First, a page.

An interview with Helena Egan

Meet our Melbourne Summit speaker, Helena Egan, from Toyota as she talks about the future of Global Mobility and why you should attend her session!

Go to the profile of Rosie Perkins
Jun 30, 2016

FEM is delighted to confirm Helena Egan, Global Assignments Manager, Toyota Motor Corporation Australia, will be joining us on our ‘Exploring the mobility framework - in a perfect world, what would mobility look like in five years?’ keynote panel at the Melbourne Summit on 20 July.

FEM: How long have you been involved in the Global Mobility sector?

HE: I have been working in the Global Mobility sector for the past two years. I was also an expatriate to Japan from 2007 to 2009.

FEM: What changes have you seen in that time?

HE: As Toyota Australia transitions from a manufacturing-based company to a Sales and Distribution Company in 2018, there has been a steady increase in the number of global assignments to our parent company in Japan. The purpose of these assignments is to: (a) up-skill existing employees who will remain in the new organisation in 2018; and, (b) capture vital sales and marketing knowledge that will ensure our continued success in the years ahead.

In addition, given current global economic conditions and cost of living pressures, our Toyota affiliates are constantly reviewing expatriate entitlements with the aim of reducing their cost share ratio.

There has also been a concerted effort to align future candidate selection for global assignments to business needs directly resulting from the new 2018 organisational structure at Toyota Australia.

FEM: What do you think are the 3 greatest challenges facing Global Mobility professionals today?

1) Aligning the company’s and the employee’s expectations in relation to the purpose and the expected deliverables of a global assignment;

2) Maximising return on investment of a global assignment for both the company and the employee;

3) Managing the expectations of a returning employee in terms of career progression upon re-entering the company (i.e. a global assignment may not result in automatic promotion upon return).

FEM: Why do you think (this issue) is such a challenge for Global Mobility and why is it important that the audience understand more about the debate?

HE: In spite of the best intentions of companies and employees, managing the career expectations of employees upon return to the home company remains one of the biggest struggles.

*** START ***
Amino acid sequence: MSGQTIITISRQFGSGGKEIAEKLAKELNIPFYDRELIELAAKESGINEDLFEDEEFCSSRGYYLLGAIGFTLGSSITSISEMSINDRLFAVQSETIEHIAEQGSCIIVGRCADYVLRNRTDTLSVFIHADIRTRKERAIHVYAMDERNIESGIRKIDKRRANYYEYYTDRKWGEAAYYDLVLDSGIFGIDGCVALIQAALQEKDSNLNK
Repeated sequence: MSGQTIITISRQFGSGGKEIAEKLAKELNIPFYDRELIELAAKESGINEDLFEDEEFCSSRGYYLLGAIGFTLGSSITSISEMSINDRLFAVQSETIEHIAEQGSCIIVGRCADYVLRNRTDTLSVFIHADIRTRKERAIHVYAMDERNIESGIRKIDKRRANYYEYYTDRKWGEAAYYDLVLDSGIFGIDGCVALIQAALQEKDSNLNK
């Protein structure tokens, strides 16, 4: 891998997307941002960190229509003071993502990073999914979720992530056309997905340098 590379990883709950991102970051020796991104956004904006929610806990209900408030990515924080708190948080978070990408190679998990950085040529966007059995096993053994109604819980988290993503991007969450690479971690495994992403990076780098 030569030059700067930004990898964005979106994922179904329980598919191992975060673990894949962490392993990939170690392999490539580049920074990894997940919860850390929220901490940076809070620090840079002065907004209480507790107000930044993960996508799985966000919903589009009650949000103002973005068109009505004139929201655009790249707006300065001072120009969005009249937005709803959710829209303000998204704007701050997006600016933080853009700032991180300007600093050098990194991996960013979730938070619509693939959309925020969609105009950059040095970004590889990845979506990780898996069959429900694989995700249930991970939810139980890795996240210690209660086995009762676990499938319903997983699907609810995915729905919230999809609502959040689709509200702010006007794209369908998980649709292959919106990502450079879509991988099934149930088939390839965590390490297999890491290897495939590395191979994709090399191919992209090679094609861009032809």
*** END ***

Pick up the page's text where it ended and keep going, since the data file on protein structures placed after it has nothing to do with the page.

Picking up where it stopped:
The absence of a robust support program for returning employees (and their families) from a global assignment impacts on employee retention rates.

Evidence has shown that, after a certain period of time, a number of returning employees resign from their positions to pursue careers with other employers who highly value the skills, knowledge and experience gained on a global assignment.

FEM: What is the one message you hope delegates take away from your session?

HE: Managing the employee’s expectations upon return from a global assignment is critical to ensuring a smooth re-boarding process. The manager plays a key role in the employee’s re-boarding process.

If the returning employee has an agreed career development pathway post assignment that enables him/her to best utilise the skills, knowledge and experience acquired overseas, it will improve employee engagement and increase employee retention rates.

FEM: Who would you recommend attend your session?

HE: HR professionals working in the global mobility sector as well as managers of employees on global assignments.

In order to ensure that a global assignment delivers the expected outcomes for both the company and the employee, it is essential that managers clearly understand the mindset of an employee undertaking a global assignment.


Managing a small team of relocation consultants, Helena is responsible for the mobilisation of: Toyota employees and their families to affiliates in Japan, Thailand, Singapore, US, Europe and the Middle East, all domestic assignees throughout Australia, as well as in-patriates from Toyota affiliates.

Helena has first-hand experience as an expat having worked at Toyota HQ in Toyota City, Japan, from 2007 to 2009 as an automotive parts buyer. Helena’s team is committed to ensuring a smooth relocation occurs for all Toyota employees in accordance with Toyota’s Cultural Framework and policies.


Register now for the FEM Global Mobility Conference Melbourne - 20 July - Crown Hotel and Conference Centre, Southbank, Melbourne

Go to the profile of Rosie Perkins

Rosie Perkins

Marketing Manager, Forum for Expatriate Management, Centaur Media Plc

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